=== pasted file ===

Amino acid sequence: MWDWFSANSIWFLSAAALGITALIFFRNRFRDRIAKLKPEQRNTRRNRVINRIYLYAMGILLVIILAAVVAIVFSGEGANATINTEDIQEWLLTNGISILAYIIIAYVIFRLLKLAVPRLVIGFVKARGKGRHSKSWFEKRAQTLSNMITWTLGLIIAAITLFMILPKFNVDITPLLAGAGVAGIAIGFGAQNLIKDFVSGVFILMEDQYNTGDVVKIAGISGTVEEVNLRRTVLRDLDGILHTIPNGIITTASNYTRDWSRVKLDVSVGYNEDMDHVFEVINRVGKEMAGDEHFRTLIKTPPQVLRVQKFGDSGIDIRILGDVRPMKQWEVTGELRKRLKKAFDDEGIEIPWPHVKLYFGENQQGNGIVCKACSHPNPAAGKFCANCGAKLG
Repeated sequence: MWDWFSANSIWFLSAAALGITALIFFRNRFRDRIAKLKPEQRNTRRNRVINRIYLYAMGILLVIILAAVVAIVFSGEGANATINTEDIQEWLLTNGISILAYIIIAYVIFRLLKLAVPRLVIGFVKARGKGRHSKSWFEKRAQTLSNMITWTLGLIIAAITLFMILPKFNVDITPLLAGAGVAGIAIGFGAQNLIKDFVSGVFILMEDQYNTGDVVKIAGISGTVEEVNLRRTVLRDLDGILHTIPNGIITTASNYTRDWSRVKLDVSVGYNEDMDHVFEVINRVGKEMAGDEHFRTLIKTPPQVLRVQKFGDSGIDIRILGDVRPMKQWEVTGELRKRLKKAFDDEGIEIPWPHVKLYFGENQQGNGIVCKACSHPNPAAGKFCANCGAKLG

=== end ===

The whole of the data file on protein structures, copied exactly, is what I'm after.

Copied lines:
Amino acid sequence: MWDWFSANSIWFLSAAALGITALIFFRNRFRDRIAKLKPEQRNTRRNRVINRIYLYAMGILLVIILAAVVAIVFSGEGANATINTEDIQEWLLTNGISILAYIIIAYVIFRLLKLAVPRLVIGFVKARGKGRHSKSWFEKRAQTLSNMITWTLGLIIAAITLFMILPKFNVDITPLLAGAGVAGIAIGFGAQNLIKDFVSGVFILMEDQYNTGDVVKIAGISGTVEEVNLRRTVLRDLDGILHTIPNGIITTASNYTRDWSRVKLDVSVGYNEDMDHVFEVINRVGKEMAGDEHFRTLIKTPPQVLRVQKFGDSGIDIRILGDVRPMKQWEVTGELRKRLKKAFDDEGIEIPWPHVKLYFGENQQGNGIVCKACSHPNPAAGKFCANCGAKLG
Repeated sequence: MWDWFSANSIWFLSAAALGITALIFFRNRFRDRIAKLKPEQRNTRRNRVINRIYLYAMGILLVIILAAVVAIVFSGEGANATINTEDIQEWLLTNGISILAYIIIAYVIFRLLKLAVPRLVIGFVKARGKGRHSKSWFEKRAQTLSNMITWTLGLIIAAITLFMILPKFNVDITPLLAGAGVAGIAIGFGAQNLIKDFVSGVFILMEDQYNTGDVVKIAGISGTVEEVNLRRTVLRDLDGILHTIPNGIITTASNYTRDWSRVKLDVSVGYNEDMDHVFEVINRVGKEMAGDEHFRTLIKTPPQVLRVQKFGDSGIDIRILGDVRPMKQWEVTGELRKRLKKAFDDEGIEIPWPHVKLYFGENQQGNGIVCKACSHPNPAAGKFCANCGAKLG